“I like language,” says Amy Adams, addressing the audience at Corte Madera’s Century Cinema on opening night of the 39th annual Mill Valley Film Festival. A second after saying it, the award-winning actress smiles, then laughs lightly, as if suddenly aware that praising language while in the very act of using it, is, if nothing else, a symmetry worth smiling about. Here to present her new film Arrival—in which she plays an emotionally wounded linguistics professor called in to communicate with a race of mysterious alien creatures who’ve recently arrived on Earth—Adams (Enchanted, American Hustle, Batman vs. Superman: Dawn of Justice) is aware that, in playing a master of languages, she’ll be asked how multilingual she is herself.
“I like words, of course,” she says, “but I don’t really have a lot of facility for different languages, which is weird, I guess, playing a linguist. But then, I am an actor, and pretending we’re something we’re not is pretty much what we do for a living, right?”
Arrival, which will hit theaters on November 11, was directed by Denis Villeneuve (Prisoners, Sicario, the upcoming Bladerunner 2049), a French-speaking native of Montreal, Canada. While Adams may not have picked up a lot of French while filming the movie alongside co-stars Jeremy Renner and Forest Whitaker, she can do a pretty entertaining impression of her director.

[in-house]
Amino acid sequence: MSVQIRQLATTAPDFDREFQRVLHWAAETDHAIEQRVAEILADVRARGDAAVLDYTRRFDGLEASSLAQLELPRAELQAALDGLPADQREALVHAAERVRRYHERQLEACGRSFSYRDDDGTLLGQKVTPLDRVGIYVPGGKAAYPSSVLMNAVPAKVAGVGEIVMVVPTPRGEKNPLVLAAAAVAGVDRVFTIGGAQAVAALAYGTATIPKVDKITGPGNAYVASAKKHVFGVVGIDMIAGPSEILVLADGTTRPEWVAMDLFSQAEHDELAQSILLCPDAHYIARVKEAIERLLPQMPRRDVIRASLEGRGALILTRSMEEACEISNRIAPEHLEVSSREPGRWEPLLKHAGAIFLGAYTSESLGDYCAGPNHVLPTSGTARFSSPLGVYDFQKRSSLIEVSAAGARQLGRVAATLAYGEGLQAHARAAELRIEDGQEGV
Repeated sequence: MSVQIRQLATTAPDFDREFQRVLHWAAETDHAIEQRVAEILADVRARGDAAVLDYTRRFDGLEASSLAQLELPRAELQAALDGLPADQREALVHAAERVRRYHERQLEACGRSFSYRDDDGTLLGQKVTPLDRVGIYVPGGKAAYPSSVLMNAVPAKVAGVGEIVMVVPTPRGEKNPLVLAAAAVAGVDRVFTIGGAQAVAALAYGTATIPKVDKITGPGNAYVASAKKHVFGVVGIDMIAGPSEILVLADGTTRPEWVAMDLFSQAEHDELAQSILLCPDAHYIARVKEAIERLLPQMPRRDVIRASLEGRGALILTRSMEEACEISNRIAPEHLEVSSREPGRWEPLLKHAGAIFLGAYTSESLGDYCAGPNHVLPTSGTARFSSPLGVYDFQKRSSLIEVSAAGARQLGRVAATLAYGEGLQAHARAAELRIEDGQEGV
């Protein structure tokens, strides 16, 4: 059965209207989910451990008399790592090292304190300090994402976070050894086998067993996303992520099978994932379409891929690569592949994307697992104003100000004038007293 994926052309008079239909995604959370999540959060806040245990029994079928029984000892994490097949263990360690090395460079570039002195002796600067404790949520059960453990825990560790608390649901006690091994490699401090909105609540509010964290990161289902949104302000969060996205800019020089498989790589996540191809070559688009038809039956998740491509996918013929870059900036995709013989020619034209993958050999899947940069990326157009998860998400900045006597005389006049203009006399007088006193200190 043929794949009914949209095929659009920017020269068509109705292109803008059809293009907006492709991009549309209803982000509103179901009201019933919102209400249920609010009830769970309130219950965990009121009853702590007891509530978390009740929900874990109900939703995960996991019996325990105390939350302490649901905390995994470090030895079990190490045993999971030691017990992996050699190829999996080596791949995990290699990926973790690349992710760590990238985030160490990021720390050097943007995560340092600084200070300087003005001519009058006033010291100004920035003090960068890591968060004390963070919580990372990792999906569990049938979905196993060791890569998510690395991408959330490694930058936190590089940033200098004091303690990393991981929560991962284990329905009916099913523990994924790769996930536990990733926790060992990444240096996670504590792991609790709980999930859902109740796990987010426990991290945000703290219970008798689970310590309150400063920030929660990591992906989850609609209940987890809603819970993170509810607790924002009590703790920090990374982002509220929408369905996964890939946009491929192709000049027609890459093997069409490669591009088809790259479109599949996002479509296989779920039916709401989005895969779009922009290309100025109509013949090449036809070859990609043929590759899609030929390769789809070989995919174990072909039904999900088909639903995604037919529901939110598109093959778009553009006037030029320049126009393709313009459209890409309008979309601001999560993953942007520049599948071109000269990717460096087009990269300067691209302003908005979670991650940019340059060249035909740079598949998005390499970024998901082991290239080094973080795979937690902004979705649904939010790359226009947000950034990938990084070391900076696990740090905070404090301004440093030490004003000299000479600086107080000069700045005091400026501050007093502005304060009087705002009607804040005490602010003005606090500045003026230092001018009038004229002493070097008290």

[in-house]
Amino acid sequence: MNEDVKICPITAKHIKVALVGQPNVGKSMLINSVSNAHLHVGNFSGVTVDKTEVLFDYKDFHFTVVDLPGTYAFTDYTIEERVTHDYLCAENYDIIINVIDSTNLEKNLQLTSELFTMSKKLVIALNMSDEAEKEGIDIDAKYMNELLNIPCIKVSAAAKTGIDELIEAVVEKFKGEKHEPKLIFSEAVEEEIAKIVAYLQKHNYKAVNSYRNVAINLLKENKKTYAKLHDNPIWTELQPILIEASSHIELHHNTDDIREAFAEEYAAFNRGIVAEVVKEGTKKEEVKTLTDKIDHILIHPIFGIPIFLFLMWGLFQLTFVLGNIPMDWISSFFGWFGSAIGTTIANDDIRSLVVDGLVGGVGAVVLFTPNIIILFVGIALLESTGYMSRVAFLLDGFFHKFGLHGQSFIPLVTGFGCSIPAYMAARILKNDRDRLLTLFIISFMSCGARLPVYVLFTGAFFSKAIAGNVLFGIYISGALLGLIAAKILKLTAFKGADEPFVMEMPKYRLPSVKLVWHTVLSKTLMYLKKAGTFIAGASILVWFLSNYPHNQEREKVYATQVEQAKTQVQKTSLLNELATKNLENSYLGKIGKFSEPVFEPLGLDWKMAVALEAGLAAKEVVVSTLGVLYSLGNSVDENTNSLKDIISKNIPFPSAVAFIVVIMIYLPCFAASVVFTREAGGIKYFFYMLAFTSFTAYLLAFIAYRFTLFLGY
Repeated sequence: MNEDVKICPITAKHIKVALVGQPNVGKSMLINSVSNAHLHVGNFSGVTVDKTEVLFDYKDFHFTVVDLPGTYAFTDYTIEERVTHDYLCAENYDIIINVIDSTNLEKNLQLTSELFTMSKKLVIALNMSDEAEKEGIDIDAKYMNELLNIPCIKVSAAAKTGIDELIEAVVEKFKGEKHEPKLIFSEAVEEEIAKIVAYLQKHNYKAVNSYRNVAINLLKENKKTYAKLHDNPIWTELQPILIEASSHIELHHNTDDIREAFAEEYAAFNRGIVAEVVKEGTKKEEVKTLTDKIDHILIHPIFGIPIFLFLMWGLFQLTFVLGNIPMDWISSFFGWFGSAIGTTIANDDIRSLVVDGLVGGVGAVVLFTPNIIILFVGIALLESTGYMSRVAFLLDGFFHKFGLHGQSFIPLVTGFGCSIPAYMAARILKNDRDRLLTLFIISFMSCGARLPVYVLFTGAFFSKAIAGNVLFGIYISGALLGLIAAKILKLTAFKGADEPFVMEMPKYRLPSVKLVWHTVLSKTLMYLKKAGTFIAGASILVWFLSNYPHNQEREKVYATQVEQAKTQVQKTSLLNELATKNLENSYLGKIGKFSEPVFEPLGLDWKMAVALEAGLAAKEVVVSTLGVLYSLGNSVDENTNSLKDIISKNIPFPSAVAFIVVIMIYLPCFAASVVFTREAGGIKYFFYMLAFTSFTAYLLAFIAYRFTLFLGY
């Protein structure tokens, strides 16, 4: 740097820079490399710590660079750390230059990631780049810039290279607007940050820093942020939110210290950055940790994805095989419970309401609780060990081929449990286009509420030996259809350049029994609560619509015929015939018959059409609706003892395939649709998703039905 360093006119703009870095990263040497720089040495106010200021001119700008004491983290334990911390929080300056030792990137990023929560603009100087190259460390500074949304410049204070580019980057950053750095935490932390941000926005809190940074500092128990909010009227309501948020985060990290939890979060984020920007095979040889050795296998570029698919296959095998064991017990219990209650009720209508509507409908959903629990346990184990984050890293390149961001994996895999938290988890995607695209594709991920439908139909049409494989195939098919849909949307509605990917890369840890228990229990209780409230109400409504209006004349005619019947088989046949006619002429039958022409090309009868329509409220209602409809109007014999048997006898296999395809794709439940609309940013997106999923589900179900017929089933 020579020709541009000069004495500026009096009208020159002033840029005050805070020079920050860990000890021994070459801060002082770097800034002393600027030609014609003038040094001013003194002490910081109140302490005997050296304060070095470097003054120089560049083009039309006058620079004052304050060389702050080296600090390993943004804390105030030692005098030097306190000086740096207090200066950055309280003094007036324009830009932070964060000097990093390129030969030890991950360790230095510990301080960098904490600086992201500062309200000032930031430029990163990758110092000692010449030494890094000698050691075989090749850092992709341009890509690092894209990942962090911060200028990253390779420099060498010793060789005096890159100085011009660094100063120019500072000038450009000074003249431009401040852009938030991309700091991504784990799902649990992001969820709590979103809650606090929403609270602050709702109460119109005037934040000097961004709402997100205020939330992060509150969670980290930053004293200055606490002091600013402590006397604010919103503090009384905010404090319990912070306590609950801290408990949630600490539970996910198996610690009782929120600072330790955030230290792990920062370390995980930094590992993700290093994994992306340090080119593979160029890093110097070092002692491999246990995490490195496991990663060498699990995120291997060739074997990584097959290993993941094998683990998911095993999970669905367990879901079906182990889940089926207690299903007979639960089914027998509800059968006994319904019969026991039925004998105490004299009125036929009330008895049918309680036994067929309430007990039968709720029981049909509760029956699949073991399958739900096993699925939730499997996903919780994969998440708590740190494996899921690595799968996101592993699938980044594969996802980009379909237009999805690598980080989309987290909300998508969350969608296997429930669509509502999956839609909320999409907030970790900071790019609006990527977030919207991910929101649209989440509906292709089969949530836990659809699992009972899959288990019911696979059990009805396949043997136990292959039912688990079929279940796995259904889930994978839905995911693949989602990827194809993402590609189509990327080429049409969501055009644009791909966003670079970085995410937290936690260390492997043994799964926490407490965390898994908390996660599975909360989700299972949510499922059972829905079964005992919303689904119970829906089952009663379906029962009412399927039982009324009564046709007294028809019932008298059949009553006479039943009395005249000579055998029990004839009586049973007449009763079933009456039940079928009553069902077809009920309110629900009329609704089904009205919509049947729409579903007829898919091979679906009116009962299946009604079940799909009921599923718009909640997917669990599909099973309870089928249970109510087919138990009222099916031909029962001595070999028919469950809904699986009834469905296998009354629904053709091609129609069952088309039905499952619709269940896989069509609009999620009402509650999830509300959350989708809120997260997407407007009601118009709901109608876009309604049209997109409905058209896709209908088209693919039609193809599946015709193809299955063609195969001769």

“I dee-eeply loove that you have aaall come to de fee-elm,” she demonstrates, adding, “I just wish Denis were here—because he does it so much better.”
Suddenly laughing at herself again, she says, “Wow! Imagine that! Denis does an impression of himself better than I can!”
Shortly before appearing at the theater to introduce the film, Adams met with a small group of local journalists at a pre-show reception in Mill Valley, where she displayed the same sense of quick-thinking and gently self-deprecating humor that she revealed before the sold-out house of moviegoers.
“When I read the script,” she says, “I immediately loved the story, because it seemed different from anything else I’d read before. Then I met Denis, and he has such a special quality to him, such a strong emotional intelligence. He really wanted to make this movie feel like a very intimate, very personal story—even though we are dealing with elements from the sci-fi universe. That seemed very unique to me.
“While filming,” she continues, “he would often say, ‘This is a mother’s story, Amy. You can get caught up in all these other elements, but at the end of the day, this is a mother’s story.’ That really intrigued me.”
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